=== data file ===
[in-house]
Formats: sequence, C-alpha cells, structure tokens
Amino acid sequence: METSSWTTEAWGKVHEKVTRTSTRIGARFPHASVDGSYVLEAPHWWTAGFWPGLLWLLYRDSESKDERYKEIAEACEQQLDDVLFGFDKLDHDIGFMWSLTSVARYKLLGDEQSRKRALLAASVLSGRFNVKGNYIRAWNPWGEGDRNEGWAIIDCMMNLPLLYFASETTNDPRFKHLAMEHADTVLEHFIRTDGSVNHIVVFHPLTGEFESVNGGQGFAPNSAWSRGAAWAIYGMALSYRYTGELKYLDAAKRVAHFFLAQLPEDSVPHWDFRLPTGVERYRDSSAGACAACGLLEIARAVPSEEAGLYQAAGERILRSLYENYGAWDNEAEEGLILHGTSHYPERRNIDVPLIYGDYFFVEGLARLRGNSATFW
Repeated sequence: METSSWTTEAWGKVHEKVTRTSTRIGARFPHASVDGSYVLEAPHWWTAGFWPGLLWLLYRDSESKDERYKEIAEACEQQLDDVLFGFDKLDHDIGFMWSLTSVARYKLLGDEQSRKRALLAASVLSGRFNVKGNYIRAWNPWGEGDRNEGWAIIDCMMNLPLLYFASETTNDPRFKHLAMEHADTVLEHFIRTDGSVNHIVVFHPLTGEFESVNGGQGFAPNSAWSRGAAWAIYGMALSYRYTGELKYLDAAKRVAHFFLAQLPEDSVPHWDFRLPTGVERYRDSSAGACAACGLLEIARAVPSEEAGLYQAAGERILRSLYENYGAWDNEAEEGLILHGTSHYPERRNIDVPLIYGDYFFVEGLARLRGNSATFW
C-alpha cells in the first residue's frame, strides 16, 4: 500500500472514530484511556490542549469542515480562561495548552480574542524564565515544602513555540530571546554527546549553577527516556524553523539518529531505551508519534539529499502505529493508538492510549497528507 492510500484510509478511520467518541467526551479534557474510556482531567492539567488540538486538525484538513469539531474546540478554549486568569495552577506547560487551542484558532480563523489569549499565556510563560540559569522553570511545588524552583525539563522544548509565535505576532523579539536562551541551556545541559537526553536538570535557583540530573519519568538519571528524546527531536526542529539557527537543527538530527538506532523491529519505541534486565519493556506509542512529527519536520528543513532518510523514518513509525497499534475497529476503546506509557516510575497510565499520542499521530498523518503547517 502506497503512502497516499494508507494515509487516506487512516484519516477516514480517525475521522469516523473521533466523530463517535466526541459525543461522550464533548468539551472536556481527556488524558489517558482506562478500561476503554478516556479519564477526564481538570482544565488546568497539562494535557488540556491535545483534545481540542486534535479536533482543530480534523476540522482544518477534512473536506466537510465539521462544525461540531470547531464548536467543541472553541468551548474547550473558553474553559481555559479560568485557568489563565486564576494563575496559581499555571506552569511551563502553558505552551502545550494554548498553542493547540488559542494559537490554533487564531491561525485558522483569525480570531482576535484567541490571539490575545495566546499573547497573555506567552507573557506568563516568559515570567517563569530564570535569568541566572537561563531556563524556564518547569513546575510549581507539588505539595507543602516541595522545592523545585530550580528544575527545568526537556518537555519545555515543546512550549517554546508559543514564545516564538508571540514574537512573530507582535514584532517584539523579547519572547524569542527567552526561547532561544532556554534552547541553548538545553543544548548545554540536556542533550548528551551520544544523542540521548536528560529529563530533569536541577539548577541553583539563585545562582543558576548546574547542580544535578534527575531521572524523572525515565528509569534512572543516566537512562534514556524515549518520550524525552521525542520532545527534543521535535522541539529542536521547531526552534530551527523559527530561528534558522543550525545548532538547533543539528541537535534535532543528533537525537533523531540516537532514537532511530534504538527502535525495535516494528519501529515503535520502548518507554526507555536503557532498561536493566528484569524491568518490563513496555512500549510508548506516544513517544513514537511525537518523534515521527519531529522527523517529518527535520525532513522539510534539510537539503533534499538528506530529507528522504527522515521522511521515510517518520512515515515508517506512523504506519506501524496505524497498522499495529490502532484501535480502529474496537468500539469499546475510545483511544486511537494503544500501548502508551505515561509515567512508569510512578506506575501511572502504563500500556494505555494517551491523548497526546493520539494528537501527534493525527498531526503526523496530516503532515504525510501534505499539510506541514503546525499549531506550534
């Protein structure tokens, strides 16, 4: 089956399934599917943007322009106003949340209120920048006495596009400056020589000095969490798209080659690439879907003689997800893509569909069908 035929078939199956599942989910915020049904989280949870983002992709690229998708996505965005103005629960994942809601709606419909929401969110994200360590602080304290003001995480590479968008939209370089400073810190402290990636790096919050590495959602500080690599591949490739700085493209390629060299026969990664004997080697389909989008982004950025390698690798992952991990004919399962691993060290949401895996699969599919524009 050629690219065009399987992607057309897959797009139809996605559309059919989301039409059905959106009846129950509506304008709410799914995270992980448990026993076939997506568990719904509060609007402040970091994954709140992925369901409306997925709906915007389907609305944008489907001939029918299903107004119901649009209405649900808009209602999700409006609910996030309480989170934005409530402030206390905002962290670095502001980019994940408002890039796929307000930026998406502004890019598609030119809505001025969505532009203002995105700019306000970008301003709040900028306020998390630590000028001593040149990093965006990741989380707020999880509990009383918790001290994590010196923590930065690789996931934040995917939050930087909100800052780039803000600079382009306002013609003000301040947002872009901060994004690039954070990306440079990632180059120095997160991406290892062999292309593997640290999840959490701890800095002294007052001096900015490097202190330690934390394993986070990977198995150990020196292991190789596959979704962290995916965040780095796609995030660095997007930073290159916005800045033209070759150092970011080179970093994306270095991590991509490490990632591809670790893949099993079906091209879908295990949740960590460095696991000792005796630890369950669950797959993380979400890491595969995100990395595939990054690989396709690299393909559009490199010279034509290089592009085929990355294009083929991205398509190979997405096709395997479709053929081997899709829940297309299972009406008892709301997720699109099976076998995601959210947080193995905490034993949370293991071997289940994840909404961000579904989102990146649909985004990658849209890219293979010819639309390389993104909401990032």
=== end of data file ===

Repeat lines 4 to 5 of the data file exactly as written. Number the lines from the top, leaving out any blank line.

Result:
Repeated sequence: METSSWTTEAWGKVHEKVTRTSTRIGARFPHASVDGSYVLEAPHWWTAGFWPGLLWLLYRDSESKDERYKEIAEACEQQLDDVLFGFDKLDHDIGFMWSLTSVARYKLLGDEQSRKRALLAASVLSGRFNVKGNYIRAWNPWGEGDRNEGWAIIDCMMNLPLLYFASETTNDPRFKHLAMEHADTVLEHFIRTDGSVNHIVVFHPLTGEFESVNGGQGFAPNSAWSRGAAWAIYGMALSYRYTGELKYLDAAKRVAHFFLAQLPEDSVPHWDFRLPTGVERYRDSSAGACAACGLLEIARAVPSEEAGLYQAAGERILRSLYENYGAWDNEAEEGLILHGTSHYPERRNIDVPLIYGDYFFVEGLARLRGNSATFW
C-alpha cells in the first residue's frame, strides 16, 4: 500500500472514530484511556490542549469542515480562561495548552480574542524564565515544602513555540530571546554527546549553577527516556524553523539518529531505551508519534539529499502505529493508538492510549497528507 492510500484510509478511520467518541467526551479534557474510556482531567492539567488540538486538525484538513469539531474546540478554549486568569495552577506547560487551542484558532480563523489569549499565556510563560540559569522553570511545588524552583525539563522544548509565535505576532523579539536562551541551556545541559537526553536538570535557583540530573519519568538519571528524546527531536526542529539557527537543527538530527538506532523491529519505541534486565519493556506509542512529527519536520528543513532518510523514518513509525497499534475497529476503546506509557516510575497510565499520542499521530498523518503547517 502506497503512502497516499494508507494515509487516506487512516484519516477516514480517525475521522469516523473521533466523530463517535466526541459525543461522550464533548468539551472536556481527556488524558489517558482506562478500561476503554478516556479519564477526564481538570482544565488546568497539562494535557488540556491535545483534545481540542486534535479536533482543530480534523476540522482544518477534512473536506466537510465539521462544525461540531470547531464548536467543541472553541468551548474547550473558553474553559481555559479560568485557568489563565486564576494563575496559581499555571506552569511551563502553558505552551502545550494554548498553542493547540488559542494559537490554533487564531491561525485558522483569525480570531482576535484567541490571539490575545495566546499573547497573555506567552507573557506568563516568559515570567517563569530564570535569568541566572537561563531556563524556564518547569513546575510549581507539588505539595507543602516541595522545592523545585530550580528544575527545568526537556518537555519545555515543546512550549517554546508559543514564545516564538508571540514574537512573530507582535514584532517584539523579547519572547524569542527567552526561547532561544532556554534552547541553548538545553543544548548545554540536556542533550548528551551520544544523542540521548536528560529529563530533569536541577539548577541553583539563585545562582543558576548546574547542580544535578534527575531521572524523572525515565528509569534512572543516566537512562534514556524515549518520550524525552521525542520532545527534543521535535522541539529542536521547531526552534530551527523559527530561528534558522543550525545548532538547533543539528541537535534535532543528533537525537533523531540516537532514537532511530534504538527502535525495535516494528519501529515503535520502548518507554526507555536503557532498561536493566528484569524491568518490563513496555512500549510508548506516544513517544513514537511525537518523534515521527519531529522527523517529518527535520525532513522539510534539510537539503533534499538528506530529507528522504527522515521522511521515510517518520512515515515508517506512523504506519506501524496505524497498522499495529490502532484501535480502529474496537468500539469499546475510545483511544486511537494503544500501548502508551505515561509515567512508569510512578506506575501511572502504563500500556494505555494517551491523548497526546493520539494528537501527534493525527498531526503526523496530516503532515504525510501534505499539510506541514503546525499549531506550534